The Frederick National Laboratory conducts investigator-initiated, hypothesis-driven research to understand the biological mechanisms that give rise to cancer, AIDS, and other diseases.
The Frederick National Laboratory encourages and facilitates continued support of basic research in all areas of cancer biology. It provides the research foundation that enables improved understanding of cancer and may lead to new approaches for prevention, diagnosis, and treatment. Support for this research comes from the Data Science and Information Technology Program and Basic Science Program.
The Basic Science Program expands knowledge of the function of immune response and its potential application to the treatment of cancer. A major goal is to enhance tumor cell death using chemical, biological, or pharmaceutical agents as sensitizing compounds to promote cancer cell death.
The AIDS and Cancer Virus Program (ACVP) pursues studies that contribute to the overall goal of developing an effective vaccine or other approaches for the prevention or treatment of HIV infection and AIDS. The ACVP contributes to the advancement of understanding HIV and AIDS, a major cause of death in the United States and around the world.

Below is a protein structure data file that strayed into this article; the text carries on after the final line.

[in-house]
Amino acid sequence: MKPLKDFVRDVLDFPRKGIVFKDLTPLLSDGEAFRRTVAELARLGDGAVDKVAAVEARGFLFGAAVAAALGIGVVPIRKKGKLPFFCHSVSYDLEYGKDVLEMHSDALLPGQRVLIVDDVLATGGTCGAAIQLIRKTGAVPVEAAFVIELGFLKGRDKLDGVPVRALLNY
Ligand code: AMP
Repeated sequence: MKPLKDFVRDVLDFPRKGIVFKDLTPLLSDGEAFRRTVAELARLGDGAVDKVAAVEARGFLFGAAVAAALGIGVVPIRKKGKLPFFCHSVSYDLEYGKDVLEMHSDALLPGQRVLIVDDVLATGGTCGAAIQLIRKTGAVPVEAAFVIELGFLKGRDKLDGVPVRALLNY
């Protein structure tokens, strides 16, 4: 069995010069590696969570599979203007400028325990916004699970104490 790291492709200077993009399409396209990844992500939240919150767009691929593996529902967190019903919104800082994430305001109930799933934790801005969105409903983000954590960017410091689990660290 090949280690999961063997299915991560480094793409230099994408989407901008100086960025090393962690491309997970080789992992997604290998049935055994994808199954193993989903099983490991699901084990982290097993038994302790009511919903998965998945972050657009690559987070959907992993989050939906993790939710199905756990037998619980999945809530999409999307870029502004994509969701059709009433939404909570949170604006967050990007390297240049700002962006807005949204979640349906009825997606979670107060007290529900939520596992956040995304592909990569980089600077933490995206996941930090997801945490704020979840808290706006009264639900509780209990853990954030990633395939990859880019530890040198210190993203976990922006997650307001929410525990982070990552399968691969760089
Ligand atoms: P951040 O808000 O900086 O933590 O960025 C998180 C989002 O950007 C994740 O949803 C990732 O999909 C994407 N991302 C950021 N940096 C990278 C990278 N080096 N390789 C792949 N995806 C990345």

By studying cells and molecules in 3D, FNL focuses its research and development activities to understanding the molecular basis of cell organization, invasion, and differentiation using live, 3D tissue culture models. Electron microscopy capabilities are used to assist investigators in exploring new avenues of research to enhance knowledge of biological systems.
The Nanotechnology Characterization Laboratory (NCL) is a national resource for cancer researchers to test nanotechnologies intended for cancer therapies and diagnostics. The NCL reduces suffering and death from cancer by accelerating the transition of basic nanoscale particles and devices into clinical applications.
More than 30 percent of all human cancers- including 95 percent of pancreatic cancers and 45 percent of colorectal cancers- are driven by mutations of the RAS family of genes. NCI established the RAS initiative in 2013 to explore innovative approaches for attacking the proteins encoded by the mutant form of RAS genes and to ultimately create effective, new therapies for RAS-related cancers. The Frederick National Laboratory is an integral part of this national initiative to further scientific understanding of cancers driven by mutations of the RAS family of genes.
The Advanced Biomedical Computing Center (ABCC) supports scientific research at FNL through state-of-the-art image analysis and visualization, nanoinformatics, proteomic analysis, bioinformatics, and mathematical simulation and modeling. The technology helps researchers accelerate their work to determine more powerful cancer treatments.
The Data Science and Information Technology Program (DSITP) provides exceptional IT capabilities in support of basic, translational, and clinical cancer and AIDS research. The work accelerates the translation of biomedical data to scientific discoveries, medical treatments, and diagnostic and prevention tools for cancer and AIDS patients.